Robert Barr Smith (1824–1915), the son of a Scottish clergyman and his wife Marjory, née Barr, migrated to Melbourne in 1854. Moving to Adelaide just as Thomas Elder’s brothers were leaving South Australia, he threw in his lot with Elder.
Benjamin Herschel Babbage (1815–1878), an English engineer who superintended construction of the first Port Adelaide railway line, was employed by the South Australian Government in 1851 to search for gold. He led two official expeditions (1856 and 1858) that found no gold but surveyed the Flinders Ranges and Far North and established the extent of Lakes Eyre and Torrens.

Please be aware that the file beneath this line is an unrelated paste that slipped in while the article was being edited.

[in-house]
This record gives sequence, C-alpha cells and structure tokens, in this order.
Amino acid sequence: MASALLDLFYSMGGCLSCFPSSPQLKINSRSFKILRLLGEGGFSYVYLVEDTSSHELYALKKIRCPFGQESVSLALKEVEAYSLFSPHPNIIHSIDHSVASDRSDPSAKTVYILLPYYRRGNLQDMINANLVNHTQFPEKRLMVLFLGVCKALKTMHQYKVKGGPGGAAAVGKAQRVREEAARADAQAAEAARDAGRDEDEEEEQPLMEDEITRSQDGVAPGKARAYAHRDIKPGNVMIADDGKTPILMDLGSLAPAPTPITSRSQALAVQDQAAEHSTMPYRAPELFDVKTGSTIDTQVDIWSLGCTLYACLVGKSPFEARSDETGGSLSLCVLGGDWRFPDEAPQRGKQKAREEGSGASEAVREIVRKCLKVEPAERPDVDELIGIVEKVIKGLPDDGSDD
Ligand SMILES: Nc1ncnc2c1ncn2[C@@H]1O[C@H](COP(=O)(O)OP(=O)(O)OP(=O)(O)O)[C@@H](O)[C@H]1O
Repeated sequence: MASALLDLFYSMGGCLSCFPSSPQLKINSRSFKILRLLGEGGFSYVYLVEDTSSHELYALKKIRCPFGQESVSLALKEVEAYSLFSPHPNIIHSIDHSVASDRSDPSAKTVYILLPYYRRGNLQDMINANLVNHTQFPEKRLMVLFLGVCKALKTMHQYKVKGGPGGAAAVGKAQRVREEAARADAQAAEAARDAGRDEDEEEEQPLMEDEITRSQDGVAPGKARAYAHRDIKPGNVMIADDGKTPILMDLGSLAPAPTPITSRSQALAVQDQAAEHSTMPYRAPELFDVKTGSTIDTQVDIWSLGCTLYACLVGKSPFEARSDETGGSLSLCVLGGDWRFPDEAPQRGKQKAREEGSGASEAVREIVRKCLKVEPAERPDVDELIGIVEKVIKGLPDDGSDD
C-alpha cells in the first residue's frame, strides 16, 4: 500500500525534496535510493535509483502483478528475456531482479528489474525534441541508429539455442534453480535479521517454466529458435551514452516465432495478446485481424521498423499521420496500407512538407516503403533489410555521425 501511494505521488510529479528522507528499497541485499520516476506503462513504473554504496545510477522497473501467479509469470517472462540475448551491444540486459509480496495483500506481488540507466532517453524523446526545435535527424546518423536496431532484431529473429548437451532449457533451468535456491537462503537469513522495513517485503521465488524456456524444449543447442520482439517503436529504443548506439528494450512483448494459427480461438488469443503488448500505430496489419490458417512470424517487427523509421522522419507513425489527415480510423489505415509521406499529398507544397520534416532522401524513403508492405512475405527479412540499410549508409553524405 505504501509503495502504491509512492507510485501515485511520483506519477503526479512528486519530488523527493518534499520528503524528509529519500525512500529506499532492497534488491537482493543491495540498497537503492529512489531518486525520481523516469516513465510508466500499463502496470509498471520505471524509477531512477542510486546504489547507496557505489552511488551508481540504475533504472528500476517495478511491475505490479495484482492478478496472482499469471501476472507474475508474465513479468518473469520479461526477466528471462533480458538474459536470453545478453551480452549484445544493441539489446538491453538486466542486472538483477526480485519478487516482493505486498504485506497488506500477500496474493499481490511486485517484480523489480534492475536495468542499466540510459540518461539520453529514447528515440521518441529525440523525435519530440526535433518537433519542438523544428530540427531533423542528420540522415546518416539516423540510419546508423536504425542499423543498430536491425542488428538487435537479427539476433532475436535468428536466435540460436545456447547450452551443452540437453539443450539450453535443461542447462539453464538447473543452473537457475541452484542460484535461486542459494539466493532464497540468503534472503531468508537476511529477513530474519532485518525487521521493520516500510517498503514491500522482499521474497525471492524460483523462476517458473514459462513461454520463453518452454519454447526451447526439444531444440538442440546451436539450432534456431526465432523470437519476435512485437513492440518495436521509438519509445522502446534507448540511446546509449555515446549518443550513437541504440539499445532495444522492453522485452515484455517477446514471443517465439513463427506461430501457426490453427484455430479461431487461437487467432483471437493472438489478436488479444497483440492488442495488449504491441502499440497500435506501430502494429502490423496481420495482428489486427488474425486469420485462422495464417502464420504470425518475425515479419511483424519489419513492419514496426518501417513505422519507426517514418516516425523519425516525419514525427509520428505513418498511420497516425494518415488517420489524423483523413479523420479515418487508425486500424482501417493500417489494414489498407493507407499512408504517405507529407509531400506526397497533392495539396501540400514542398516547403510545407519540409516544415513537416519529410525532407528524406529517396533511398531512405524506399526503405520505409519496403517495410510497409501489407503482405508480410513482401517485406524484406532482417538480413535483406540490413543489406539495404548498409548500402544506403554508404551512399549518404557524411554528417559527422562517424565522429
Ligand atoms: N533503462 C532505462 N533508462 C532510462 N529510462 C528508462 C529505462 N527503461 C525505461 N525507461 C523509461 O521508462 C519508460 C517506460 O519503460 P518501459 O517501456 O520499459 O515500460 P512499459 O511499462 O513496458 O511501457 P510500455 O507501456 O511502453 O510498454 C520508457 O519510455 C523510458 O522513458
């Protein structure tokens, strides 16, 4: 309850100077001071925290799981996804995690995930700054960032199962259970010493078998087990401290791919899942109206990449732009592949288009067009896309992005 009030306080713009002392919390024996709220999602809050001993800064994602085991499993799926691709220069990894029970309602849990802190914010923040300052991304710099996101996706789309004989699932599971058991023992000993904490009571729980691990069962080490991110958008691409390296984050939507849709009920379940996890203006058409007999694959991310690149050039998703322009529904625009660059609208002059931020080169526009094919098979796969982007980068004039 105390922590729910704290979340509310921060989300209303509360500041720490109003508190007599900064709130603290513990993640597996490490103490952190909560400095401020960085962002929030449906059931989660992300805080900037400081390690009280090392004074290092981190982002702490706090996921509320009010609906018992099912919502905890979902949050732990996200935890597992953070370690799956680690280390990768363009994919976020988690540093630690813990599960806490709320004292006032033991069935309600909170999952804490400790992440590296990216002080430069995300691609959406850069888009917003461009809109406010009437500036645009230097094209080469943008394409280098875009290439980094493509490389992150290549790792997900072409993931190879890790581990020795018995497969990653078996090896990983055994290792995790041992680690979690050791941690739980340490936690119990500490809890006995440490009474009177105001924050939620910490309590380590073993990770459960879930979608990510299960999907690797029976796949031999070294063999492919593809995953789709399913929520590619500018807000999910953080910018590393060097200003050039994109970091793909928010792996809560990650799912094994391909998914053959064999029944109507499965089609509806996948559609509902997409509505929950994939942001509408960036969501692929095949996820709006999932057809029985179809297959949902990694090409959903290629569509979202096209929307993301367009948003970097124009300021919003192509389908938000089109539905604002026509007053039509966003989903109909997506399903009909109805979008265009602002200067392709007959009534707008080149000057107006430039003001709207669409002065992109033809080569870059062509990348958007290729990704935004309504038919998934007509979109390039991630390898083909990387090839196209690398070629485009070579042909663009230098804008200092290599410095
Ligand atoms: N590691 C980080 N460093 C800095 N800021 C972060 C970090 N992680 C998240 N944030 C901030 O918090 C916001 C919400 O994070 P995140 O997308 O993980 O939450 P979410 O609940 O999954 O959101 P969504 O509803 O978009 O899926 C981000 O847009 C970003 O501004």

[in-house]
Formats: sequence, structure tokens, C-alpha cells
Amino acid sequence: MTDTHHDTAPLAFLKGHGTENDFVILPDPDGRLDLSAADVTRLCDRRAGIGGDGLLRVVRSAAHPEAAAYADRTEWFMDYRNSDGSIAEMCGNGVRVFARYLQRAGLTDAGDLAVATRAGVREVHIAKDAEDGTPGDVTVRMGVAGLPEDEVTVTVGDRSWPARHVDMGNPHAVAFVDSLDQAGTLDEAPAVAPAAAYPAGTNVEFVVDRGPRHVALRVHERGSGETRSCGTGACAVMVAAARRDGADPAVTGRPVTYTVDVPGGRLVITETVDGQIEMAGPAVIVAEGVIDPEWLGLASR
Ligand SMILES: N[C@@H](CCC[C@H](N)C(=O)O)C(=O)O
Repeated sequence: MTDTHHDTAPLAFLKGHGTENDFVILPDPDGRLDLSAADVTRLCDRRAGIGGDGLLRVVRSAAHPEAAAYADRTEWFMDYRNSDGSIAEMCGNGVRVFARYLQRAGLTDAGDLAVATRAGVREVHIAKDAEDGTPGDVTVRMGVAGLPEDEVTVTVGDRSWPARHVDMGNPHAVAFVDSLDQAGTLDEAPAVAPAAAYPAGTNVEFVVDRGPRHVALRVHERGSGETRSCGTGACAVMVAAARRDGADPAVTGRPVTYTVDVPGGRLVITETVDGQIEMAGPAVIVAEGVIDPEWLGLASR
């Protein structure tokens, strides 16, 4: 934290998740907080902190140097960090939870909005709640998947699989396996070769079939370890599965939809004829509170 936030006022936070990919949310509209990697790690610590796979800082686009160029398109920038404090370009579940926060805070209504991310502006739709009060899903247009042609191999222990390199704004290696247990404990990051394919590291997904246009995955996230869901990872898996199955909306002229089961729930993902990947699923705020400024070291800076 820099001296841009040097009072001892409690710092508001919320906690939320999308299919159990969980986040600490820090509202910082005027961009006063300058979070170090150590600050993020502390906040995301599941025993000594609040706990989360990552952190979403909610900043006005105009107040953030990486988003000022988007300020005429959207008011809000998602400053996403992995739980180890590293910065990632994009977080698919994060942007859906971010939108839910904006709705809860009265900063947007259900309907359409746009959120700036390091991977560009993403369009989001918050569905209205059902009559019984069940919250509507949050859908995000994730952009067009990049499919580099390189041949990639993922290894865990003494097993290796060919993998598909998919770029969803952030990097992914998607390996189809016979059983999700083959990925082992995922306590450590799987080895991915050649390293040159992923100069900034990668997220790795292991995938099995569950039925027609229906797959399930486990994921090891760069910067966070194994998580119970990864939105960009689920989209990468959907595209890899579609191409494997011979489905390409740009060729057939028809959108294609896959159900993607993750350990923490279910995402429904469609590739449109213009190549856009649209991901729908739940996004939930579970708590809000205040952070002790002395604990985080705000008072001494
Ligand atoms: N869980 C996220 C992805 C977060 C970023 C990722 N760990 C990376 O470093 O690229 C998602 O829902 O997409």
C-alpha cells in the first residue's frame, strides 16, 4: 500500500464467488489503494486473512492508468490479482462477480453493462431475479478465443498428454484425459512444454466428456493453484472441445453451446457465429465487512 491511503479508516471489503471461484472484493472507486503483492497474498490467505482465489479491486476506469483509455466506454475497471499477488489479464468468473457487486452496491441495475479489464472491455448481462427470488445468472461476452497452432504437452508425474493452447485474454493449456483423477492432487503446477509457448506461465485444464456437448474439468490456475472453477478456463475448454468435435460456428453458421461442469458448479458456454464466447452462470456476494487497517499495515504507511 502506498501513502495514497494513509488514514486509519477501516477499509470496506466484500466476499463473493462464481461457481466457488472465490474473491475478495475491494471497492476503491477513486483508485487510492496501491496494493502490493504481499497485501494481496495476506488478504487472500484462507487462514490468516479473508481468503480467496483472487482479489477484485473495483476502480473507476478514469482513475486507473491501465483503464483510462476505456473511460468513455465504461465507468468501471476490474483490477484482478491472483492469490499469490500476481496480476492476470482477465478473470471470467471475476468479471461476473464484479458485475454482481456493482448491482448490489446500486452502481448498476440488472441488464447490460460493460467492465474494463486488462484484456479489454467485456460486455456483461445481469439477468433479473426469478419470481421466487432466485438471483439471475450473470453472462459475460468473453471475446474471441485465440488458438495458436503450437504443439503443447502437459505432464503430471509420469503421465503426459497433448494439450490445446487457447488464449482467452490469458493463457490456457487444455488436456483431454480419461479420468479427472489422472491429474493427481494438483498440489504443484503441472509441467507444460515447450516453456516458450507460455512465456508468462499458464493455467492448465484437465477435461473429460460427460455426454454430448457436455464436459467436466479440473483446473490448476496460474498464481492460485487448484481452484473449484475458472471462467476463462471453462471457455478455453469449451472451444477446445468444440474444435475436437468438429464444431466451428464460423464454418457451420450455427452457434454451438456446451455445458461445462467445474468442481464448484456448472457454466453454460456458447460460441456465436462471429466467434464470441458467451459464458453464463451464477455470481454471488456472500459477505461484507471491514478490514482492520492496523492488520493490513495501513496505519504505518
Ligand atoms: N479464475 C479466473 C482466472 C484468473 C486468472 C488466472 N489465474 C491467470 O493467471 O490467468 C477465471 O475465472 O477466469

The history of childhood in South Australia has been characterised by the assimilation policies practised by the state and the Christian churches throughout the eighteenth and nineteenth centuries, and also changes in infant mortality, and the introduction of compulsory schooling.